Jackrabbit Hikes: Day 51-52 – Mt. Whitney
Day 51: Crabtree Meadows (mi 766.3) -> Mount Whitney summit -> Wallace Creek (mi 770.3)
When you look at a mountain range you can’t help but feel small. It doesn’t matter if you’re rich or poor, fast or slow, old or young. You are minute and insignificant in the face of a giant. The amount of biomass you represent is negligible to the life fostered by one side of a single peak.
Summiting a peak is not just about a conquest or beating the ascent. You get to know the mountain and the route you take. It could be calm and serene or windy and perilous. Sometimes you get the mountain’s everyday behavior but sometimes you face its wrath. You endure the power of a behemoth thousands of feet tall compared to your measly single digits.
You are stranded. Alone, even surrounded by a group of friends. There’s no one there but you and the rocks and dirt leading you upwards. Like rivals, a mutual respect for the challenge and the challenger. You bow at your opponent and respectfully challenge them to a battle. You know the mountains every move and it knows yours, yet the outcome can vary on any giving day.
I’ve never met a mountain I couldn’t climb. They are out there though. Tons of them. Hundreds, if not thousands of summits waiting for their next visitor. I hope I get to introduce myself to all of them when the time is right.
When you summit the peak, you see why the mountain stands as it does. Why it stands where it is and how it fits into its landscape or range surrounding. Some mountains are treacherous and want nothing to do with others while others invite life with water and fertility.
As you ascent a route to the top of a mountain you begin to understand a lot about yourself, too.
“Why am I doing this?”
I think the people I gravitate towards most are those that can answer this question the best. None of them may share the same answer; in fact, none of them do at all. There is no right answer.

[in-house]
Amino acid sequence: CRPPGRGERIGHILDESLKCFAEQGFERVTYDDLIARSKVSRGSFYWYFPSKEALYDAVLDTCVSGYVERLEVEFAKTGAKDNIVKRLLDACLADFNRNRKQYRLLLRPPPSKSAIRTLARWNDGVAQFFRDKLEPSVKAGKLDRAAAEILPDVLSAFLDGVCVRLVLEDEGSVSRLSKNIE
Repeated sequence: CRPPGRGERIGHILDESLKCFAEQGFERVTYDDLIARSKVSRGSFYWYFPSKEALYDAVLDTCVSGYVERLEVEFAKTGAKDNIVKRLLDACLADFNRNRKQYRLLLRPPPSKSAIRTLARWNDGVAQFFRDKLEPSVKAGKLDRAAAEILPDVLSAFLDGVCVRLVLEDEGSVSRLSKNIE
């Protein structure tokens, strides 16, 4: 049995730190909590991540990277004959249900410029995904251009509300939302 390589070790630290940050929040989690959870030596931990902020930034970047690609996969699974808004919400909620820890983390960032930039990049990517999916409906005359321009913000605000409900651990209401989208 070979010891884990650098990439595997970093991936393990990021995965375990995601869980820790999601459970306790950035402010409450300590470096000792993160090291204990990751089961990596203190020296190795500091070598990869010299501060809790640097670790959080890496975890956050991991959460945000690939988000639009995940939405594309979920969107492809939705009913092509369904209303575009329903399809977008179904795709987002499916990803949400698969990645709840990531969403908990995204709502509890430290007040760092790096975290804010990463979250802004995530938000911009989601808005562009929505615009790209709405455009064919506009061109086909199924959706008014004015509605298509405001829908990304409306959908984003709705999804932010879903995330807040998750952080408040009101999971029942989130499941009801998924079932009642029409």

But they know why. And it burns in them like coal in a furnace. That fire – that’s what takes them up the mountain.
We share that fire with the mountain. We don’t have to understand each other’s fire. It may be a spark or an inferno. But it burns. And it burns.
Mt. Whitney made me ask why I’m doing this. But I know my answer and it burns every second, of every day.
Day 52: Wallace Creek (mi 770.3) -> Lake Kearsarge (mi 788.5)
I cried today.
Not the ugly crying when you’re overcome with emotions but a stoic, silent stream of tears down my face. The kind where you just think so much about something that brings emotion out of you. Like watching a movie that inspires you or delivers a sad truth.
I sat down in a meadow and gazed out one of the most amazing scenes I could imagine. If there is a creator out there, he handcrafted the landscape that sprawled in front of me.
I cried because of where I was and how I got there. I thought of where I had been and the boy who hated the path he was on. I thought of the boy who doubted himself and his capabilities. I thought of the times I wanted to be more and could never get out of my slump. I thought of the boy who didn’t think he could do it.
I cried as the man who can.
I thought of the man who loves a challenge. I thought of the man who knows he can do anything. I thought of the man with no limits. I thought of the man with no doubts.
I smiled because I had become him.
Forester Pass was magical and the descent down gave me some of the most chilling views yet. My introduction to King’s Canyon National Park was overwhelming. I wrote the section above as I sat in the meadow. I watched the pristine water flow around me and listened to the bird’s song.
After a while of observing my surroundings, I got the feeling that everything in my life had lead me to that point. It’s one of the strongest feelings I’ve ever felt, like a deep love. It overcame me and it still does as I think about it.
As always, I’m grateful for every moment out here. Optimism and determination. I wrote those words in my first journal entry on the AT. They ring inside me each obstacle and achievement on trail.
Optimism and determination.
This website contains affiliate links, which means The Trek may receive a percentage of any product or service you purchase using the links in the articles or advertisements. The buyer pays the same price as they would otherwise, and your purchase helps to support The Trek's ongoing goal to serve you quality backpacking advice and information. Thanks for your support!
To learn more, please visit the About This Site page.